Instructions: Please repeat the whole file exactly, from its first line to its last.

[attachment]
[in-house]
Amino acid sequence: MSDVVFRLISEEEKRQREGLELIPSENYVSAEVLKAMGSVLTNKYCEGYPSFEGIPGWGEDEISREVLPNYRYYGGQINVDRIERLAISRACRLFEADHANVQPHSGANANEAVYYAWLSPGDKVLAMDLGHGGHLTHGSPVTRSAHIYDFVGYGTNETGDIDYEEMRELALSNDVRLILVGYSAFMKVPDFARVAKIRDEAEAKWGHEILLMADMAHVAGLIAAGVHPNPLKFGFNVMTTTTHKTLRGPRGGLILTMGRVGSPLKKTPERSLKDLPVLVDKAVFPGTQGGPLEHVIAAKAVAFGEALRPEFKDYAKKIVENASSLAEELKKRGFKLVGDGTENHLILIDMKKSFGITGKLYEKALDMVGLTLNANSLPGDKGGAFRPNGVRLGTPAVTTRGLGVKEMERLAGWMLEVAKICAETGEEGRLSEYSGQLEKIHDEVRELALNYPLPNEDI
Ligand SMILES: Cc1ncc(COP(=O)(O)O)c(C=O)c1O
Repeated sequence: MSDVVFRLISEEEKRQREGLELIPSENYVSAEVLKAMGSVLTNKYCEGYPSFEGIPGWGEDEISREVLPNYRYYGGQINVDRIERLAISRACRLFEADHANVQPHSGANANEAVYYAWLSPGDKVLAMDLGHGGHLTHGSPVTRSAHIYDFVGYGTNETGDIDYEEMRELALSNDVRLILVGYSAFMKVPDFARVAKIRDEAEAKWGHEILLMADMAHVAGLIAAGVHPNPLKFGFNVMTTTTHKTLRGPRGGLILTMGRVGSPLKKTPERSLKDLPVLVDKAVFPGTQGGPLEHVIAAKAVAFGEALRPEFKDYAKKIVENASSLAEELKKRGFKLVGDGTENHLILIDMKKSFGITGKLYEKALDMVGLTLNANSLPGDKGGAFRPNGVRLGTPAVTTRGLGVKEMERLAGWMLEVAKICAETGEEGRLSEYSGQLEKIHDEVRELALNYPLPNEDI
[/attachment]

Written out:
[in-house]
Amino acid sequence: MSDVVFRLISEEEKRQREGLELIPSENYVSAEVLKAMGSVLTNKYCEGYPSFEGIPGWGEDEISREVLPNYRYYGGQINVDRIERLAISRACRLFEADHANVQPHSGANANEAVYYAWLSPGDKVLAMDLGHGGHLTHGSPVTRSAHIYDFVGYGTNETGDIDYEEMRELALSNDVRLILVGYSAFMKVPDFARVAKIRDEAEAKWGHEILLMADMAHVAGLIAAGVHPNPLKFGFNVMTTTTHKTLRGPRGGLILTMGRVGSPLKKTPERSLKDLPVLVDKAVFPGTQGGPLEHVIAAKAVAFGEALRPEFKDYAKKIVENASSLAEELKKRGFKLVGDGTENHLILIDMKKSFGITGKLYEKALDMVGLTLNANSLPGDKGGAFRPNGVRLGTPAVTTRGLGVKEMERLAGWMLEVAKICAETGEEGRLSEYSGQLEKIHDEVRELALNYPLPNEDI
Ligand SMILES: Cc1ncc(COP(=O)(O)O)c(C=O)c1O
Repeated sequence: MSDVVFRLISEEEKRQREGLELIPSENYVSAEVLKAMGSVLTNKYCEGYPSFEGIPGWGEDEISREVLPNYRYYGGQINVDRIERLAISRACRLFEADHANVQPHSGANANEAVYYAWLSPGDKVLAMDLGHGGHLTHGSPVTRSAHIYDFVGYGTNETGDIDYEEMRELALSNDVRLILVGYSAFMKVPDFARVAKIRDEAEAKWGHEILLMADMAHVAGLIAAGVHPNPLKFGFNVMTTTTHKTLRGPRGGLILTMGRVGSPLKKTPERSLKDLPVLVDKAVFPGTQGGPLEHVIAAKAVAFGEALRPEFKDYAKKIVENASSLAEELKKRGFKLVGDGTENHLILIDMKKSFGITGKLYEKALDMVGLTLNANSLPGDKGGAFRPNGVRLGTPAVTTRGLGVKEMERLAGWMLEVAKICAETGEEGRLSEYSGQLEKIHDEVRELALNYPLPNEDI